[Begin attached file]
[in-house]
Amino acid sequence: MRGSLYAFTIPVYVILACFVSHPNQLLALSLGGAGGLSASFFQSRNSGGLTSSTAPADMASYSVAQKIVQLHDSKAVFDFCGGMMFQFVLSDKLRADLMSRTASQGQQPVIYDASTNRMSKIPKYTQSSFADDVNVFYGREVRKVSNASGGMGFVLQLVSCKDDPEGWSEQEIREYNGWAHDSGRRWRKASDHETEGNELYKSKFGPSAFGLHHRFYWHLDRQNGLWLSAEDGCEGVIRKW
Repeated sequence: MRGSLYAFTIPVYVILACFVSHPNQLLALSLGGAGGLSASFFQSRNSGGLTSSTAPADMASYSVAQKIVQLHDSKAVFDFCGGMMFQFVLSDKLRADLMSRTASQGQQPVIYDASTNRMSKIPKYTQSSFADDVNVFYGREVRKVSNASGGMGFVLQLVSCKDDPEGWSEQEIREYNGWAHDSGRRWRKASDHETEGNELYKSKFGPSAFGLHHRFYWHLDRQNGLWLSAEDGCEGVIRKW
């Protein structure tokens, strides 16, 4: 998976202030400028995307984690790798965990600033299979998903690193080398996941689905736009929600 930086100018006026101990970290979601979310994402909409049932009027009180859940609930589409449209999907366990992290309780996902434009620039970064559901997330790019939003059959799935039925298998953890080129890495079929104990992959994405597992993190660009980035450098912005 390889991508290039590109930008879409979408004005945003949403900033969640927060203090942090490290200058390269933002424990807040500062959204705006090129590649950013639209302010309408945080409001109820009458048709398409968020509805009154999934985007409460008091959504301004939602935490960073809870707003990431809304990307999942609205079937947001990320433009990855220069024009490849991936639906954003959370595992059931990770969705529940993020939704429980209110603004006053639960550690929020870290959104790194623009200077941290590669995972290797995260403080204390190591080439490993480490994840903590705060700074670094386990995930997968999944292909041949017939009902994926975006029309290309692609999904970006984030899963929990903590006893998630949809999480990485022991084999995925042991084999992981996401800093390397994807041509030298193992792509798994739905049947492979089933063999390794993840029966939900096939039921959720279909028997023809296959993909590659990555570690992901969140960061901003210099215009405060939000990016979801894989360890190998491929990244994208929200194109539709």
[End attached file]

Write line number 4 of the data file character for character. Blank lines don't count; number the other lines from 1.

């Protein structure tokens, strides 16, 4: 998976202030400028995307984690790798965990600033299979998903690193080398996941689905736009929600 930086100018006026101990970290979601979310994402909409049932009027009180859940609930589409449209999907366990992290309780996902434009620039970064559901997330790019939003059959799935039925298998953890080129890495079929104990992959994405597992993190660009980035450098912005 390889991508290039590109930008879409979408004005945003949403900033969640927060203090942090490290200058390269933002424990807040500062959204705006090129590649950013639209302010309408945080409001109820009458048709398409968020509805009154999934985007409460008091959504301004939602935490960073809870707003990431809304990307999942609205079937947001990320433009990855220069024009490849991936639906954003959370595992059931990770969705529940993020939704429980209110603004006053639960550690929020870290959104790194623009200077941290590669995972290797995260403080204390190591080439490993480490994840903590705060700074670094386990995930997968999944292909041949017939009902994926975006029309290309692609999904970006984030899963929990903590006893998630949809999480990485022991084999995925042991084999992981996401800093390397994807041509030298193992792509798994739905049947492979089933063999390794993840029966939900096939039921959720279909028997023809296959993909590659990555570690992901969140960061901003210099215009405060939000990016979801894989360890190998491929990244994208929200194109539709």